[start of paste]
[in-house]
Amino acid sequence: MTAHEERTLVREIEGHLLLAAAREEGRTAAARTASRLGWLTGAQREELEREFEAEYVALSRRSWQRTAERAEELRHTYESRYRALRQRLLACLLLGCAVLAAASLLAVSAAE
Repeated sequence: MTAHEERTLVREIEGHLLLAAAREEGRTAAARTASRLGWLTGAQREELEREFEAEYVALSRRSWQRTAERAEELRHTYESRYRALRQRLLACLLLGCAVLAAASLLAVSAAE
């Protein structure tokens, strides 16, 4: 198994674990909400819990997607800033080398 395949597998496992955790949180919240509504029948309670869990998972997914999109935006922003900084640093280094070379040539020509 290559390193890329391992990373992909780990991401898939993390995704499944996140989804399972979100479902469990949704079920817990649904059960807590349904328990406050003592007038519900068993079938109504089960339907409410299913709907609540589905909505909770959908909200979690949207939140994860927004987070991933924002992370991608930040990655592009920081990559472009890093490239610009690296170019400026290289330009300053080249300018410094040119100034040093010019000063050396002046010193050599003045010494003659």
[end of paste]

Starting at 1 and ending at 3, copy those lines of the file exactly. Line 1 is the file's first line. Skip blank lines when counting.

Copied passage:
[in-house]
Amino acid sequence: MTAHEERTLVREIEGHLLLAAAREEGRTAAARTASRLGWLTGAQREELEREFEAEYVALSRRSWQRTAERAEELRHTYESRYRALRQRLLACLLLGCAVLAAASLLAVSAAE
Repeated sequence: MTAHEERTLVREIEGHLLLAAAREEGRTAAARTASRLGWLTGAQREELEREFEAEYVALSRRSWQRTAERAEELRHTYESRYRALRQRLLACLLLGCAVLAAASLLAVSAAE